Toon Musings: Shopping in the Post-Apocalypse
For some years I have been an aficionado of Japanese animation, or anime— and as a consequence, of Japanese comics, or manga. Sequential graphic art is more popular and more respected in Japan than it is in this country. Come to think of it, that’s also the case with Europe. And possibly South America. Hell, let’s just say that comics in the USA (at least the ones that make money) are a debased, juvenilely operatic, and hopelessly commercialized art form. I mean Captain America, a sleeper agent of Hydra all this time? Captain America?! They’ll do anything to boost readership, these guys.
But I digress.
Comics in Japan are read by pretty much everyone, and there’s a manga for every taste: from comics about photography, or sushi making, or any sport you could imagine (including mahjongg), to a selection of stories featuring zombies, demons, vampires, and witches in both action, horror, and romantic genres; to tales of a dizzying variety of giant things attacking other giant things, to an equally dizzying variety of porn, including the *ahem* tentacle variety (I refuse to go into detail. Use your imagination. Your filthy, filthy imagination.).
One of the weirdest thing I’ve seen in Japanese comics was something called Ringing Bell, the saga of a frolicking little lamb right out of a cute animal cartoon. The story starts quite twee, but then undergoes a decided Change In Tone; the lamb watches his mother slaughtered by a wolf and embarks on a revenge quest which results in his being raised by the selfsame wolf to become a herbivorous Killin’ Machine:
…who then kills the wolf and retreats into exile, never to be seen again. No Happy Meal for this one.
But Japanese manga and anime have their lyrical side, as anyone who’s seen a Hayao Miyazaki film can attest. Which brings me to one of my favorites. It’s about a pair of pistol-packin’ android cuties who make their way in a future landscape of mutants, ecological disaster and the End of Humanity. It’s called Yokohama Kaidashi Kikou, or YKK, and contrary to my gross mischaracterization, it’s much closer to the lyrical end of the spectrum.
The title roughly translates to Record of a Yokohama Shopping Trip. It takes place in the future, some time after an undefined catastrophe or series of catastrophes has occurred. We know this because there is widespread flooding, and in a future episode a character is shown contemplating Mount Fuji, which has a significant chunk missing from the summit. Nature is gradually overrunning the landscape, with weeds, oddly mutated plants and sand dunes swallowing coastal roads, and outsized trees cluttering the towns. There are many fewer people about, and they seem to inhabit the remnants of cities almost as squatters. Humanity, we are told, is in a long, slow decline; and people seem resigned to it, going about their daily tasks because what else is there to do? The central character, Alpha, is an android who runs a little-frequented coffeeshop in the middle of nowhere. Androids are relatively commonplace in this future, and since they are ageless, they serve as witnesses to the gradual decline of civilization.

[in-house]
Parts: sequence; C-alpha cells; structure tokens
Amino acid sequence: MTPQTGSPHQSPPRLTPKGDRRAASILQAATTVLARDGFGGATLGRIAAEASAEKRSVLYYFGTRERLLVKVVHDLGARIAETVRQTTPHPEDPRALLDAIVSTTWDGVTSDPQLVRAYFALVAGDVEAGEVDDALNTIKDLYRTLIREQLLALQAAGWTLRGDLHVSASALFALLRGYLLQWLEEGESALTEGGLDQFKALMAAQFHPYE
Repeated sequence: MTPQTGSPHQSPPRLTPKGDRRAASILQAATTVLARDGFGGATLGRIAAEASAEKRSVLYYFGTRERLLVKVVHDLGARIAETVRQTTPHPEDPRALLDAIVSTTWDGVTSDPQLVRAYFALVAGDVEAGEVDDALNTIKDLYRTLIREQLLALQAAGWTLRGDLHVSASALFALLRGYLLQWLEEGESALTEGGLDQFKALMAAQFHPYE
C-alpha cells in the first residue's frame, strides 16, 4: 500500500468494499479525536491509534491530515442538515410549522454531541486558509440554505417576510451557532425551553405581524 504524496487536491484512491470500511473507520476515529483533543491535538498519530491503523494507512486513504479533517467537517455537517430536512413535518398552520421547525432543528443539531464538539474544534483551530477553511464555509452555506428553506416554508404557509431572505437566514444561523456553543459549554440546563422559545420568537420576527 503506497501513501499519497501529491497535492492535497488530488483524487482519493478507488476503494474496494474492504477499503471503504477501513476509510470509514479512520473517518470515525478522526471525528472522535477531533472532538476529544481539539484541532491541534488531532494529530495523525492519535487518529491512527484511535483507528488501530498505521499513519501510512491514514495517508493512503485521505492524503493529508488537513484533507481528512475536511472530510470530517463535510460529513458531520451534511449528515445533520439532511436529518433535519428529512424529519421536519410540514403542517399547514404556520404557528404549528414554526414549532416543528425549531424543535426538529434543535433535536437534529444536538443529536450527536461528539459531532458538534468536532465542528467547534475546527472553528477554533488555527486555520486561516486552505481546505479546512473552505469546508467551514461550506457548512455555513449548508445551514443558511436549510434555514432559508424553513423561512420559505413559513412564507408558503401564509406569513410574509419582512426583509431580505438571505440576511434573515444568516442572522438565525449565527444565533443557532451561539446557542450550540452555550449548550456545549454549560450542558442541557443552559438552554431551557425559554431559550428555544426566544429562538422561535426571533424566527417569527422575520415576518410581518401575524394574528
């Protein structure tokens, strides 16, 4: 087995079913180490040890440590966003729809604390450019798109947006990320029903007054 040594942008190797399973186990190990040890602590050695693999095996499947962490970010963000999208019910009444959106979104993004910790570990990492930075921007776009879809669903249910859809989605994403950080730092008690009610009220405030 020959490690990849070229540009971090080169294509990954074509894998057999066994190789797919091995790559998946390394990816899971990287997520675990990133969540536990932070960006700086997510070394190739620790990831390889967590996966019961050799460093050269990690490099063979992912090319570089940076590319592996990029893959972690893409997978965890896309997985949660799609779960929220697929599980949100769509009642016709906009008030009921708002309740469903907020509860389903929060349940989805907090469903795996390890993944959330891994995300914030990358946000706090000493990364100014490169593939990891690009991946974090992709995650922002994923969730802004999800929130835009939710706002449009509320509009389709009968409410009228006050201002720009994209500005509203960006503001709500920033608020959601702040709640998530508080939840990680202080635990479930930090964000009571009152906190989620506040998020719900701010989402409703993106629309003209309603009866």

The manga is unlike much of what you’ll find in American comics. There are no bad guys, or action in the traditional sense. Nobody fights, or even argues. The only gunplay that occurs is when someone takes some target practice. There is lots of scooter riding, and contemplation of nature, and heaps of philosophical musing. One subplot involves a couple of kids growing up, and their encounters with a mysterious creature that dwells by the lake. The impeccable artwork and well delineated characters draw the reader into its world; and skillfully placed panels and full-page bleeds impart a sort of stillness. Reading it always puts me in a reflective mood.
YKK is a terrific example of the kind of quiet, gentle slice-of-life kind of story that you very seldom see in this this country, which seems more and more addicted to sexually charged, cut-to-the-chase, high-stakes operatic punchfests. I feel confident it’ll never be released in this country, which is why I can comfortably refer you to a translated version which you can read online, all twelve years of it.You won’t even have to stir your ample American buttocks! These pages aren’t flipped; Japanese read from right to left—don’t worry, you’ll get used to it. Enjoy.
Phil Maish is a freelance cartoonist of no repute. His modest efforts may be viewed at myth-fits.com. He has worked for the Government, the Press, the Opera, and a Soulless Corporation. Self-taught and beholden only to his formidable wife and amazing son, he spends his free time gadding about in his vintage autogyro and, with his faithful manservant Nicopol, exploring untrammeled wildernesses, discovering hitherto unknown animal species, smashing spy rings, and regaling fellow members of the League of Intrepid Adventurers with tales of his intrepid adventures.